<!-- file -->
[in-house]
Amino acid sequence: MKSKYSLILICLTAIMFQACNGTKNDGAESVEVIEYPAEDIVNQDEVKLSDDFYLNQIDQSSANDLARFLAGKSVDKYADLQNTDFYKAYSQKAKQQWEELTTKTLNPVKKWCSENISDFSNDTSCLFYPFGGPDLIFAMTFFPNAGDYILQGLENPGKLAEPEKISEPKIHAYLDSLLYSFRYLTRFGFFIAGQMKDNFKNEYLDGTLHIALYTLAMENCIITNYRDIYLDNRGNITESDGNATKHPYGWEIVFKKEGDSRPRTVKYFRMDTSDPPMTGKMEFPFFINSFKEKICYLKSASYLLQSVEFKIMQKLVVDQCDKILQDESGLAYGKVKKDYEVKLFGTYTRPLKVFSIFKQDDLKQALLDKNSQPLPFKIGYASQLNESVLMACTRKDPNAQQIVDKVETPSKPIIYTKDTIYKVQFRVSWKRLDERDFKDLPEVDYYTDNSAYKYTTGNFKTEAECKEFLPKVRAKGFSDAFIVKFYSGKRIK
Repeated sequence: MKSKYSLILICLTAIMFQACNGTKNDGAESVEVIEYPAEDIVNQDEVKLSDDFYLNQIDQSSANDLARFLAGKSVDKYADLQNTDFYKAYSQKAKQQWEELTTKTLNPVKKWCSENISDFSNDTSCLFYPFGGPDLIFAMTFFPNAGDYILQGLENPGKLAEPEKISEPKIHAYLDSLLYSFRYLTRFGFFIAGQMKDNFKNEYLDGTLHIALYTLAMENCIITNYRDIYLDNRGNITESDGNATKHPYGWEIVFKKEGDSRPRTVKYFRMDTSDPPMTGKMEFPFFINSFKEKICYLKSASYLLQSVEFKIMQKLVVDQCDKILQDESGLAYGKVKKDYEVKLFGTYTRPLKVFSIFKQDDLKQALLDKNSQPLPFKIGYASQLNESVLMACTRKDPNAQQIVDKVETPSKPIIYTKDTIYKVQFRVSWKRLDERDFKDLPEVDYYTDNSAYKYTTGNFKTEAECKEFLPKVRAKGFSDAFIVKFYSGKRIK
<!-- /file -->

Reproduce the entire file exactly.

[in-house]
Amino acid sequence: MKSKYSLILICLTAIMFQACNGTKNDGAESVEVIEYPAEDIVNQDEVKLSDDFYLNQIDQSSANDLARFLAGKSVDKYADLQNTDFYKAYSQKAKQQWEELTTKTLNPVKKWCSENISDFSNDTSCLFYPFGGPDLIFAMTFFPNAGDYILQGLENPGKLAEPEKISEPKIHAYLDSLLYSFRYLTRFGFFIAGQMKDNFKNEYLDGTLHIALYTLAMENCIITNYRDIYLDNRGNITESDGNATKHPYGWEIVFKKEGDSRPRTVKYFRMDTSDPPMTGKMEFPFFINSFKEKICYLKSASYLLQSVEFKIMQKLVVDQCDKILQDESGLAYGKVKKDYEVKLFGTYTRPLKVFSIFKQDDLKQALLDKNSQPLPFKIGYASQLNESVLMACTRKDPNAQQIVDKVETPSKPIIYTKDTIYKVQFRVSWKRLDERDFKDLPEVDYYTDNSAYKYTTGNFKTEAECKEFLPKVRAKGFSDAFIVKFYSGKRIK
Repeated sequence: MKSKYSLILICLTAIMFQACNGTKNDGAESVEVIEYPAEDIVNQDEVKLSDDFYLNQIDQSSANDLARFLAGKSVDKYADLQNTDFYKAYSQKAKQQWEELTTKTLNPVKKWCSENISDFSNDTSCLFYPFGGPDLIFAMTFFPNAGDYILQGLENPGKLAEPEKISEPKIHAYLDSLLYSFRYLTRFGFFIAGQMKDNFKNEYLDGTLHIALYTLAMENCIITNYRDIYLDNRGNITESDGNATKHPYGWEIVFKKEGDSRPRTVKYFRMDTSDPPMTGKMEFPFFINSFKEKICYLKSASYLLQSVEFKIMQKLVVDQCDKILQDESGLAYGKVKKDYEVKLFGTYTRPLKVFSIFKQDDLKQALLDKNSQPLPFKIGYASQLNESVLMACTRKDPNAQQIVDKVETPSKPIIYTKDTIYKVQFRVSWKRLDERDFKDLPEVDYYTDNSAYKYTTGNFKTEAECKEFLPKVRAKGFSDAFIVKFYSGKRIK